LETTER : Crime and punishment: Islamic law versus Western values

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From Mr Mervyn Benford

Sir: The ambassador for Saudi Arabia, Dr Ghazi Algosaibi (Another View: "We will continue to execute," 10 October) offers a proper and well-argued affirmation of the character of Saudi Arabian society. Not everyone, even in the West, supposes "13 judges

One is the quality of the evidence available to those 13 judges and the access of the accused both to that evidence and to professionals capable of arguing the case it promotes. The second concerns the independence of a nation's judiciary from its executive. Would he comment further?

"The West" is not the homogeneous society he portrays, any more than we should suppose Arabs or Muslims to be. The West is made up of groups as disparate in their individuality as Swedes and Americans, French and New Zealanders. Each will criticise the other. Neither Communism nor nuclear physics, nor even Christianity, has united them. Each contains individuals ready and able to condemn our awesome propensity for war and weaponry. None would claim to be perfect but each would claim integrity and independence for its legal systems.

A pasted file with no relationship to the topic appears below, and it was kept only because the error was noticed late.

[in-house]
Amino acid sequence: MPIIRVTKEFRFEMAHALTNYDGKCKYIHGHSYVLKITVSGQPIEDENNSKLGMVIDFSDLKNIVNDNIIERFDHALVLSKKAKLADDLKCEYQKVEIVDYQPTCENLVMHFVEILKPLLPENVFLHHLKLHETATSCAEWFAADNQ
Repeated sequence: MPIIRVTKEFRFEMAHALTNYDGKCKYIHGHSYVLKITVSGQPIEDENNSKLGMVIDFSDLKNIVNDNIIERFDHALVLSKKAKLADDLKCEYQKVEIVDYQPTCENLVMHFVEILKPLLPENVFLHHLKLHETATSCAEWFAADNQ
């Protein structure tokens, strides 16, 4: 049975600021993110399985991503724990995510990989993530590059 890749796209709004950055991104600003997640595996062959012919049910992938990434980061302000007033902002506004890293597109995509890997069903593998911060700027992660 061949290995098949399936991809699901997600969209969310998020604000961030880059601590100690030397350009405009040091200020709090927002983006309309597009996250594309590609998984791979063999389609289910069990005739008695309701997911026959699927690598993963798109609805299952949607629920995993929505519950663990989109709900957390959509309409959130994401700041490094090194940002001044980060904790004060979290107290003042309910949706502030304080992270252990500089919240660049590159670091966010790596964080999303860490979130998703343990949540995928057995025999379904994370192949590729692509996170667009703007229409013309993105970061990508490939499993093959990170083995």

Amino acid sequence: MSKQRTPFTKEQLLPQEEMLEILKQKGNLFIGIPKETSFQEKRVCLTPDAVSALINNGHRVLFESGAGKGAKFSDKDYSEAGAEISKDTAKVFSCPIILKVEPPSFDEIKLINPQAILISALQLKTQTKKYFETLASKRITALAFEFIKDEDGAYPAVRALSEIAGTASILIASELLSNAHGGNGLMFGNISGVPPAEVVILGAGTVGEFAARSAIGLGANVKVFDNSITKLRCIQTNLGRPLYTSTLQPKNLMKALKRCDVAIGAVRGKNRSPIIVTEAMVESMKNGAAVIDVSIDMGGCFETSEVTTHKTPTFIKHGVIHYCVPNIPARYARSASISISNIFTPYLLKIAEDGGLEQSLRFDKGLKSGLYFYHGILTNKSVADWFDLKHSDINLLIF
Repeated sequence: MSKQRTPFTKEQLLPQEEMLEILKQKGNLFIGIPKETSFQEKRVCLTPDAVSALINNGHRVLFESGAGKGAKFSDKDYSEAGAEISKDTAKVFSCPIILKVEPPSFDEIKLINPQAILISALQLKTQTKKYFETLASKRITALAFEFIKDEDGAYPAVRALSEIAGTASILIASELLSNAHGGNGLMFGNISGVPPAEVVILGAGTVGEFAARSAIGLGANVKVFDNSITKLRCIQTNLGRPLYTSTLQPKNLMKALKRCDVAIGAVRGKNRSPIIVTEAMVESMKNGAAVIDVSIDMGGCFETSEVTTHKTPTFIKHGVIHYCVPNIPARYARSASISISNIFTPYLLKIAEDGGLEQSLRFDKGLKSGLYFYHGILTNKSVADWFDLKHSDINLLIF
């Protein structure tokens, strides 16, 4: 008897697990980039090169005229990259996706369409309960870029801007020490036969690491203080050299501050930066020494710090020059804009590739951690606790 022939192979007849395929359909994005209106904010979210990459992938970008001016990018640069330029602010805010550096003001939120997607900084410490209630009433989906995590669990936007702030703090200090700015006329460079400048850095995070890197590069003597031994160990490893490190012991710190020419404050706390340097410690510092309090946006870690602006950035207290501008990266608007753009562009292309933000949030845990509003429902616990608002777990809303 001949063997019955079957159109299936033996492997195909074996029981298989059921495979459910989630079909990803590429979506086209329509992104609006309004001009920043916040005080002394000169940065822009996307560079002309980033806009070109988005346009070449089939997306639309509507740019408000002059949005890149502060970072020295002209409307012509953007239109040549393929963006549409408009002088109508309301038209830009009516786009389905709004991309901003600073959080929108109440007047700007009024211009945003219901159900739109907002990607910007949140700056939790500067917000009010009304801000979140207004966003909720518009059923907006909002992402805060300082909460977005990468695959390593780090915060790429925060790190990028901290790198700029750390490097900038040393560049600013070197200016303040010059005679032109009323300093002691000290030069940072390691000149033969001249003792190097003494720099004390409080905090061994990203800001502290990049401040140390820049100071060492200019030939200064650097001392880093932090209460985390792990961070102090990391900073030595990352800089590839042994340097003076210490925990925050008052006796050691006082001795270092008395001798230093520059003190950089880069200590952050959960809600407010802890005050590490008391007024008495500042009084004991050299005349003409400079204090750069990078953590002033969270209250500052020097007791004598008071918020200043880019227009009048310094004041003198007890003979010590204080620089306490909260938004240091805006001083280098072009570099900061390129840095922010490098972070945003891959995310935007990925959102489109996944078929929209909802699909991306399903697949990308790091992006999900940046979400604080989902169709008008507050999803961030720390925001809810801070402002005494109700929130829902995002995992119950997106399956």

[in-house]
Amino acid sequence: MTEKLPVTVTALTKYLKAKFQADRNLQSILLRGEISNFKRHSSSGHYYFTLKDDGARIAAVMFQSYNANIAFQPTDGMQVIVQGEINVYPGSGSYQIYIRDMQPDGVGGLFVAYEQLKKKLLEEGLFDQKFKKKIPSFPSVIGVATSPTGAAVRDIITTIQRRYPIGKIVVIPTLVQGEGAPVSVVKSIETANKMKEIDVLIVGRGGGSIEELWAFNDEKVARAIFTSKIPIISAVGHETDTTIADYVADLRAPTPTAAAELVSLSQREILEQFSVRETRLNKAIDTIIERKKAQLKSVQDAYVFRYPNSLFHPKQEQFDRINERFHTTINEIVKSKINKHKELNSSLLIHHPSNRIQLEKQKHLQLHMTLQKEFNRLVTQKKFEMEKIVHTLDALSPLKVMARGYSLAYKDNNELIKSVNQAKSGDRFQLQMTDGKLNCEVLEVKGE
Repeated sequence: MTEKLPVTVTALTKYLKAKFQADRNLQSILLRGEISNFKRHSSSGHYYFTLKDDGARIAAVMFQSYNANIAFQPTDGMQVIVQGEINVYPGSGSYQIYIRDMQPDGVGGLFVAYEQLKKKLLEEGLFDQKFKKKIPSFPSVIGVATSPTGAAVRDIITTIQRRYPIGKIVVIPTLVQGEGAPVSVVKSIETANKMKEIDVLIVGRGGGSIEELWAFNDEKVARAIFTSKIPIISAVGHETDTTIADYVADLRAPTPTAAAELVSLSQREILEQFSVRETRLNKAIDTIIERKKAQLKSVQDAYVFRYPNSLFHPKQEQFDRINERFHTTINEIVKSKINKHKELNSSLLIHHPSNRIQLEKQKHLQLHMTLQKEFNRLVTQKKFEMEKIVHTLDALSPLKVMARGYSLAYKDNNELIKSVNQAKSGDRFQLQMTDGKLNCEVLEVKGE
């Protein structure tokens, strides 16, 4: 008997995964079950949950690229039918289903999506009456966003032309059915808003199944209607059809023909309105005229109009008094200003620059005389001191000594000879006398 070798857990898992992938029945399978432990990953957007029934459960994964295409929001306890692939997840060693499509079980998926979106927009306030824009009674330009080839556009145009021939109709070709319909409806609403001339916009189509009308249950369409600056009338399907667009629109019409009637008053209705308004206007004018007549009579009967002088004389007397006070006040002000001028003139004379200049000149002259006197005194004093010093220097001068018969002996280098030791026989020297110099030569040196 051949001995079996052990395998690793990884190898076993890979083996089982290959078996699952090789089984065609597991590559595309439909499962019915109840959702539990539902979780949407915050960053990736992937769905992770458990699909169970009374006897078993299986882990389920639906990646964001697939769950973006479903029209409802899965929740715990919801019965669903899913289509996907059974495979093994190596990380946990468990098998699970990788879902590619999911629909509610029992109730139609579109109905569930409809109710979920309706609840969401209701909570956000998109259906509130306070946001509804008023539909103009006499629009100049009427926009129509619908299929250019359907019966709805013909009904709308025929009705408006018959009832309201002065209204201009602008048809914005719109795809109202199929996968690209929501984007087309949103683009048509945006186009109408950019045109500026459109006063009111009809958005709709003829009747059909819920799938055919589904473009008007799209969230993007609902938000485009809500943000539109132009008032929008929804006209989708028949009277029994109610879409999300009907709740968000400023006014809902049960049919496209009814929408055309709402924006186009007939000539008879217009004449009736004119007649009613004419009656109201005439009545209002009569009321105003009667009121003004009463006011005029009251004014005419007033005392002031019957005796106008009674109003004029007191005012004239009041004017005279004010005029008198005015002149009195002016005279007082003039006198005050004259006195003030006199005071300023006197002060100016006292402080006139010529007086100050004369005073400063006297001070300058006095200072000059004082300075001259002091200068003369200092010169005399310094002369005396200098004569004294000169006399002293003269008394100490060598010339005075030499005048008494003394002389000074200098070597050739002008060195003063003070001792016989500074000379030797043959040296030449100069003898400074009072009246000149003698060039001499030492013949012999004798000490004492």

Yet even in that, each can be self-critical. Many Americans now question the integrity of a legal system whose outcomes are so evidently partial and in which the state and its judiciary, if not sanctioning the murder of people either known to be innocent or whose guilt is not sufficiently defined, have been too ready to turn the blind eye to those who do. Here in Britain society is shocked by corruption among police forces in this very matter of evidence. The issue remains not the process but the quality of justice, and of mercy.

Yours sincerely,

Mervyn Benford

Banbury

10 October

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